By the time she turned around, yours truly was fully exposed everywhere except for my head. Somehow, an urge to preserve my dignity translated into using the only cover I had to its fullest extent. In this women-only office, where scarves were not required for a change, I (the girl who ordinarily challenged most of Islamic Republic’s dress rules) felt a glaring need to make sure every strand of hair was concealed under that scarf.
Thus began the exam.
Having friends who have recently been diagnosed with breast cancer and cervical pre-cancer, I asked for a Pap smear during the initial interview.
She said: “We offer something better. It’s called ThinPrep.”
Whatever. Let’s do this. “Great,” I said.
“That would be another $16.”
Again, a price well worth paying if it meant finding out the state of my cervical cells. The next series of events, though, made me regret being in such a rush to get medical work done in Iran.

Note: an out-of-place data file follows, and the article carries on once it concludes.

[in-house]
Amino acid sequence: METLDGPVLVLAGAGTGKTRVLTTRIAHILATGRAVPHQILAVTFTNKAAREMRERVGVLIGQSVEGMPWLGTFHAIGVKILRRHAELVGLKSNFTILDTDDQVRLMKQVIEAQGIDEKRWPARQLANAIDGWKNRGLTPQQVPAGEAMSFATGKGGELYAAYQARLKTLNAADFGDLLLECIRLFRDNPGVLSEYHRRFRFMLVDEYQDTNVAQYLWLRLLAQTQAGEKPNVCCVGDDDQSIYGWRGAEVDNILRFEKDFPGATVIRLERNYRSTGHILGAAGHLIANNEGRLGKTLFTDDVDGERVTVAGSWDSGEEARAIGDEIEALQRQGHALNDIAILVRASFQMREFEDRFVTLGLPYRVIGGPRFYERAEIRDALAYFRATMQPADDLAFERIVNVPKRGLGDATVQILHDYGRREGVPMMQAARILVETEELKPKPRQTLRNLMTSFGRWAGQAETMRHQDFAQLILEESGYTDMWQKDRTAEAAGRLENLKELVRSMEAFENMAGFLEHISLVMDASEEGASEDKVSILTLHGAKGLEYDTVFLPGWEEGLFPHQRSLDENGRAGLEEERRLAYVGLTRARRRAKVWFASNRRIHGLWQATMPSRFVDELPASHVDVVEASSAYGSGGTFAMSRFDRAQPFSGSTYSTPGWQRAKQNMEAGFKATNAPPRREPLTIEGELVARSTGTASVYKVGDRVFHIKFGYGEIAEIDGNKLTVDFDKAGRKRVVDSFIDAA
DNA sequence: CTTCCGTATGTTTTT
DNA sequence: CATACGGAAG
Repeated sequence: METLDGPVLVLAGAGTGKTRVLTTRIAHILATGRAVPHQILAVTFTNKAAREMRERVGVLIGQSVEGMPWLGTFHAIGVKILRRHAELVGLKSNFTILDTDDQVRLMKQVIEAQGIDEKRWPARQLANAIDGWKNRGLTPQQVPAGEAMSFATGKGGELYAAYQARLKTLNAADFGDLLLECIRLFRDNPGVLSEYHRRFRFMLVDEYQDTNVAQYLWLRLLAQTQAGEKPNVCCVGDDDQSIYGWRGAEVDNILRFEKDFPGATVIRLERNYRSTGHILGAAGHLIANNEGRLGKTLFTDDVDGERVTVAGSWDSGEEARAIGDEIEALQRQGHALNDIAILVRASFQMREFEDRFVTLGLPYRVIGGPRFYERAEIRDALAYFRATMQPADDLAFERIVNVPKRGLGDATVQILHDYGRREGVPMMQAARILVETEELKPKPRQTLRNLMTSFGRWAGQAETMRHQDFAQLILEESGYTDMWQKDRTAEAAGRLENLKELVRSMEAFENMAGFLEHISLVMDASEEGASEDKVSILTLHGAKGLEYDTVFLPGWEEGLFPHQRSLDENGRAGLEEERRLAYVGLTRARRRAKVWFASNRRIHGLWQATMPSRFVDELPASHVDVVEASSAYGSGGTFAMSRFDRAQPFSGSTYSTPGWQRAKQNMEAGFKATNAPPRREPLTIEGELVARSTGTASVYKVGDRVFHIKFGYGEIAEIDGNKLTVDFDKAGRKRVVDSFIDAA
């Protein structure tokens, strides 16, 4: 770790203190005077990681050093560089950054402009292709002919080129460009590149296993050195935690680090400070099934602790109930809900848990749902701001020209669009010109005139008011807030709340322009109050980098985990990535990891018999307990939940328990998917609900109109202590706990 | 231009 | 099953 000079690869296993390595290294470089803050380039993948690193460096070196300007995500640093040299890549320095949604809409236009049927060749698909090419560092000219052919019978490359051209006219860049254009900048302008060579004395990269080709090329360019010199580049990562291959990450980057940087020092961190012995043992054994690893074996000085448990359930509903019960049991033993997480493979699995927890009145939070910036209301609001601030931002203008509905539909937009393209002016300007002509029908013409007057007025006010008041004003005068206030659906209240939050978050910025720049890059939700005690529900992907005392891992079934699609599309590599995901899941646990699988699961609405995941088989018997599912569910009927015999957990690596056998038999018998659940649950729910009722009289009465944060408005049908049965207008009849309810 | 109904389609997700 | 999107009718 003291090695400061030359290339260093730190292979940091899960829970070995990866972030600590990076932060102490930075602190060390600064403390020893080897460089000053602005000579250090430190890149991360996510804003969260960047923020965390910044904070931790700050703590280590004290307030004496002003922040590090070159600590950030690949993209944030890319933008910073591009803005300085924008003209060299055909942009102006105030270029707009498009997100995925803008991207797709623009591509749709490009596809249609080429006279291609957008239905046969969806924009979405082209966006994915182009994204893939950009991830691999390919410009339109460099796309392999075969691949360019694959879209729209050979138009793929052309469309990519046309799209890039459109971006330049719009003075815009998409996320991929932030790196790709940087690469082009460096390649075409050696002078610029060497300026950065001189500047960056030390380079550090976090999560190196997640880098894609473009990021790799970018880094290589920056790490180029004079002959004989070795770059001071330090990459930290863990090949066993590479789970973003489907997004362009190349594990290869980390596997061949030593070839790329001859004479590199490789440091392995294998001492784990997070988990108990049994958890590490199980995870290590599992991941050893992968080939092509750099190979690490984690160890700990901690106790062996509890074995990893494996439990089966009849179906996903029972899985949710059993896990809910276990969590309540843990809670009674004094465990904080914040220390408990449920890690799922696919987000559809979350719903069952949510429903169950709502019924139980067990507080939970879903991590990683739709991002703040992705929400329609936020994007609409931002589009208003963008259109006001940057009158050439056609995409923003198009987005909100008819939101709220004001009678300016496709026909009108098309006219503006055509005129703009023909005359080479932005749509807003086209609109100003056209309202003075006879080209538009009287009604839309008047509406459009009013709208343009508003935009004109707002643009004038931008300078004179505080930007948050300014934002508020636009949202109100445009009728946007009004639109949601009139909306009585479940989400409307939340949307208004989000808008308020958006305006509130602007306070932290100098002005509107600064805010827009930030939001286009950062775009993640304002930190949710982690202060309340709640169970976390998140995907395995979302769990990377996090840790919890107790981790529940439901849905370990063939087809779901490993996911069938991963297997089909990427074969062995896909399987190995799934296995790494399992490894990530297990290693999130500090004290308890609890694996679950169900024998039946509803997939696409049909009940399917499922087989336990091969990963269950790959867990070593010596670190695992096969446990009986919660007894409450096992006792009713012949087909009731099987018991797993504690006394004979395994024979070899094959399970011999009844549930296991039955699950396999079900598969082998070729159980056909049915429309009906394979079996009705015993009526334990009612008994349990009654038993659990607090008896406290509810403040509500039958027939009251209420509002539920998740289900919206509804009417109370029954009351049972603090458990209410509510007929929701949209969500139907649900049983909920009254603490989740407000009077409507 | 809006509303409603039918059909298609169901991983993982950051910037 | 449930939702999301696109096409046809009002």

She handed me the biopsy brush case to hold like an assistant — still in stirrups, of course. Then, without warning, without small talk, and most of all, without much lubrication she inserted a rather sizeable plastic speculum, which made me gasp for air. I nearly dropped the tube I was holding. She took her sample, removed the speculum, and proceeded to check the size of my cervix and ovaries with her fingers, again, sans warning. Then she announced the organs were normal in size after she removed her hand.
By the end of that physical exam I hopped off her table feeling utterly violated. I used to feel shy with my own OB/GYN doctor here because he was a man. Suddenly, I was missing his sweet bedside manner, the care he took to warm the instruments, and how he always explained what he was going to do before he proceeded. That’s how I used to treat my own patients, too. As healthcare providers, our job is to actually care for people who have trusted themselves to us at their most vulnerable state.
Once I put my clothes on, the ice angel handed me a prescription along with the specimen jar. “This is for you to drop off at any lab.”
So used to having my own office tell the patients “We’ll contact you when the results are in,” I was taken a back when she handed me the bag. I understand that in urgent cases like acute infections the fastest way of getting the results is to have the patient deliver the specimen, but this was a routine exam.